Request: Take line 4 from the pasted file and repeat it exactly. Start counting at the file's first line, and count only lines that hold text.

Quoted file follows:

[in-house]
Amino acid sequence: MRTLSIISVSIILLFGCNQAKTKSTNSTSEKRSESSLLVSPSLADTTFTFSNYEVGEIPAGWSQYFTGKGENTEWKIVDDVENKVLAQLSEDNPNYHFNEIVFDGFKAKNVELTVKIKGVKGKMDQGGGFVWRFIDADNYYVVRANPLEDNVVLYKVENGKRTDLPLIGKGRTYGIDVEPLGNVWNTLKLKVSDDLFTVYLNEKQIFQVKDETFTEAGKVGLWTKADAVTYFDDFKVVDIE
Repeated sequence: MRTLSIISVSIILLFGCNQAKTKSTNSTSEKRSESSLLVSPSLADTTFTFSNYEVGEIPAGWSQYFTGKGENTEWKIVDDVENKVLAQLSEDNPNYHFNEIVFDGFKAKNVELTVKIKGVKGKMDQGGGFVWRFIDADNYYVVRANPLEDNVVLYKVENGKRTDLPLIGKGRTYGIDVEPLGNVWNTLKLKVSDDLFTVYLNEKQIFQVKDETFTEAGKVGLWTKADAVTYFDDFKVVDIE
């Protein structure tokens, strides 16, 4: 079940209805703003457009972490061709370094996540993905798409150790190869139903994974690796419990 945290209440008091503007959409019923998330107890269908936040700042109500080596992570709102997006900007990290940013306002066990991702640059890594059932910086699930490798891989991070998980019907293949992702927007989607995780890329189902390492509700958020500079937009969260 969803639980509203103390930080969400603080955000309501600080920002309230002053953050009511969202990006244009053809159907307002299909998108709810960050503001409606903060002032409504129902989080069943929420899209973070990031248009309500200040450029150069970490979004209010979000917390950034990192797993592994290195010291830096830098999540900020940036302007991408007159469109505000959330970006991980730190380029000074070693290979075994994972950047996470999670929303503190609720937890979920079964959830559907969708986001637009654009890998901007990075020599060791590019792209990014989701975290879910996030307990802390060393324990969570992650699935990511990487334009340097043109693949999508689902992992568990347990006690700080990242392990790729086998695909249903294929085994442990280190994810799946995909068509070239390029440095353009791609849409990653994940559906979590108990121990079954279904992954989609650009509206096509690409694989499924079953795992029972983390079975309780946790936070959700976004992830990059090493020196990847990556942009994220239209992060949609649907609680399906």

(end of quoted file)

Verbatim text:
């Protein structure tokens, strides 16, 4: 079940209805703003457009972490061709370094996540993905798409150790190869139903994974690796419990 945290209440008091503007959409019923998330107890269908936040700042109500080596992570709102997006900007990290940013306002066990991702640059890594059932910086699930490798891989991070998980019907293949992702927007989607995780890329189902390492509700958020500079937009969260 969803639980509203103390930080969400603080955000309501600080920002309230002053953050009511969202990006244009053809159907307002299909998108709810960050503001409606903060002032409504129902989080069943929420899209973070990031248009309500200040450029150069970490979004209010979000917390950034990192797993592994290195010291830096830098999540900020940036302007991408007159469109505000959330970006991980730190380029000074070693290979075994994972950047996470999670929303503190609720937890979920079964959830559907969708986001637009654009890998901007990075020599060791590019792209990014989701975290879910996030307990802390060393324990969570992650699935990511990487334009340097043109693949999508689902992992568990347990006690700080990242392990790729086998695909249903294929085994442990280190994810799946995909068509070239390029440095353009791609849409990653994940559906979590108990121990079954279904992954989609650009509206096509690409694989499924079953795992029972983390079975309780946790936070959700976004992830990059090493020196990847990556942009994220239209992060949609649907609680399906």